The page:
Homemade Apple Cider Vinegar
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You won’t believe how easy it is to make homemade apple cider vinegar from apple scraps. It’s so good for you, and it costs less than a penny per tablespoon.
Apple cider vinegar is a staple in my kitchen. It’s perfect for a quick salad dressing, but it has many other uses as well. I add it to my cranberry walnut chicken salad for extra flavor, and it’s a central ingredient in my homemade barbecue sauce. It gives pulled pork the perfect amount of zing.
You can buy apple cider vinegar, but it’s also easy to make from scratch. It costs next to nothing since apple scraps are typically discarded when making apple crisp, applesauce, or other apple treats. If you can make a spot for the jar on your counter, you can make this recipe.
The cost of store-bought apple cider vinegar varies, but this version is much less expensive than any bottled ACV you can buy. My Target sells Braggs apple cider vinegar for $5.79 for a 32 ounce bottle. This comes out to $1.45 per cup. My homemade apple cider vinegar costs $.02 per cup if you discount the cost of the apple scraps, which were probably heading into the trash after you made an apple treat.
How to Make Apple Cider Vinegar
To make your own apple cider vinegar, submerge apple scraps in water and mix in a little sugar. Use a jar that becomes more narrow at the top so that the apple scraps stay submerged. Cover the jar with butter muslin, a paper towel, or a coffee filter to keep fruit flies away. The mixture will sit at room temperature for a couple weeks to get the process started.
After a few weeks, the scraps get strained out and the vinegar sits at room temperature for at least another month. Eventually, it will begin to taste like the ACV you can buy at the store.
Once it’s finished fermenting, store the vinegar in an airtight container at room temperature. It should keep indefinitely, but the quality may begin to deteriorate after 6 months to a year.
Can You Use Apple Cider Vinegar to Clean?
Apple cider vinegar is an excellent frugal household cleaner. I put 3 parts water and 1 part homemade apple cider vinegar in a spray bottle and use it as a window cleaner.
Equal parts ACV and water can be used for a stronger cleaner on floors, sinks, and other household surfaces. It can even be used to clean up pet messes in the home.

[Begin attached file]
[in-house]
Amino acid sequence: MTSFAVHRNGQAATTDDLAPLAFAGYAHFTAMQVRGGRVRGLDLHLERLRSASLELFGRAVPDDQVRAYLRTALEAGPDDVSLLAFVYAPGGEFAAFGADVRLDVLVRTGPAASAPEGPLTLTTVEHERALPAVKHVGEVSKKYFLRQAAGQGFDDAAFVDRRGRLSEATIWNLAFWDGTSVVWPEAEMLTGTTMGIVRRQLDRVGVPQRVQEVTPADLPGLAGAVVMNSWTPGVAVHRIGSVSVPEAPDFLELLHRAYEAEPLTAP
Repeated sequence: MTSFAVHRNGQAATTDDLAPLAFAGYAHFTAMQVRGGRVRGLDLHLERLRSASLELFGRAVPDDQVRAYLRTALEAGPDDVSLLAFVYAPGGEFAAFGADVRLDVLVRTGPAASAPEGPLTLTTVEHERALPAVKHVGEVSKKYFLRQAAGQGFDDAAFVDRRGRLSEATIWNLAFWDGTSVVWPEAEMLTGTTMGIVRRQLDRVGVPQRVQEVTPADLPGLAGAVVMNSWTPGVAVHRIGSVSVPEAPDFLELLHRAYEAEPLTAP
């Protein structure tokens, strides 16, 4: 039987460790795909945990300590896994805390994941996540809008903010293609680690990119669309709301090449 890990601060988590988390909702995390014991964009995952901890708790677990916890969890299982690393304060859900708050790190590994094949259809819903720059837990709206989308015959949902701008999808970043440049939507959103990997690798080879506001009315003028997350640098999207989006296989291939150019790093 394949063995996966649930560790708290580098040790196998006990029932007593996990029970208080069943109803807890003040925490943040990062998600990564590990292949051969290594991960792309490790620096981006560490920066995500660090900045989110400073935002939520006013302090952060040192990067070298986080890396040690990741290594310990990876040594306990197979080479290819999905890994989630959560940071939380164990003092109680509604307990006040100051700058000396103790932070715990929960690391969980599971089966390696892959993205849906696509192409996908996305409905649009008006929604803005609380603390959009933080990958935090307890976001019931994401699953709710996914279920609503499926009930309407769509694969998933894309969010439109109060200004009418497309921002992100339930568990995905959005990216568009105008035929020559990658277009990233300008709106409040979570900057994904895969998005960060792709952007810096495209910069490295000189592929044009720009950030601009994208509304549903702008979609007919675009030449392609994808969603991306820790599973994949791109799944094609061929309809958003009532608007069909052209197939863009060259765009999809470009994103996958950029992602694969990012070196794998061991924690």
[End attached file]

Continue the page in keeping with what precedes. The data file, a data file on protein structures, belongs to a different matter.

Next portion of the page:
If your batch of DIY apple cider vinegar gets moldy or doesn’t taste how you want it, shift it into a frugal cleaning supply.
Benefits of Apple Cider Vinegar and Honey
For centuries, people have been consuming apple cider vinegar due to several perceived health benefits. Many people like to mix it with raw honey and water to make it more palatable, and to take advantage of the additional benefits of raw honey.
Some studies suggest that these ingredients may help with inflammation, allergies, and weight loss. While these claims haven’t been definitely proven, anecdotal evidence suggests that apple cider vinegar may be beneficial in a wide variety of ways.
Some people swear by apple cider vinegar as a digestive aid, a skin care product, and a hair conditioner. Even if you want to stick to using it just for salad dressing or cleaning, making your own ACV is a simple way to be frugal and avoid food waste.
Homemade Apple Cider Vinegar
- Cores and peels from 6 to 8 apples ideally organic
- 2 tbs sugar
- Water to cover
- After you use the apples to make an apple treat, place the cores and peels in a large jar. I use a 4-cup mason jar, but you can adjust the size of the jar according to the amount of apple scraps you're using.
- Cover the scraps with water and stir in the sugar.
- Place a paper towel or a piece of butter muslin on top of the jar, and secure it with a band. (A coffee filter would work as well.)
- Let the mixture soak for 2 weeks at room temperature (I use the back of a cabinet shelf), and then strain out the liquid. Discard the solids, which can be composted at this point.
- Return the liquid to the jar and cover it again with a paper towel or butter muslin and band. Leave it for 4 more weeks, stirring daily.
- Taste the vinegar and see if it has the acidity you would like. If it does, transfer it to a covered bottle for storage. If not, leave it in the large jar for a little while longer, checking every few days. (You can use it as a household cleaner if the flavor doesn't come out how you wanted it.)
I don’t assign a price to water in my recipes, and since apple scraps are usually discarded, the only expense in this recipe is the sugar. The full batch costs just $.06 to make, or $.02 per cup. That’s less than a penny per tablespoon. Try this frugal recipe the next time you make a treat with apples.
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Check out my homemade coconut milk for another great affordable DIY recipe!
Note: This recipe was originally published in 2012, and it was updated in 2020.
Hello, I forgot about mine… left the scraps in the entire time (roughly 9 weeks). It certainly has a vinegar smell, but does leaving the scraps in harm the process? Thank you!
I’m not sure what impact this would have. If the vinegar doesn’t seem right and you want to be extra safe, you can use this batch as a household cleaner.
i had mold growing on the top. Can you scoop the moldy stuff off the top and continue the fermenting process?
That will probably be fine, but if you want to be extra safe, you can use this batch as a household cleaner.
How do you suggest this not becoming a fruit fly trap as it sits out? That’s what’s currently happening to me. Ahh!
Oh no! That hasn’t happened to me. Can you find a place in your house where there aren’t flies?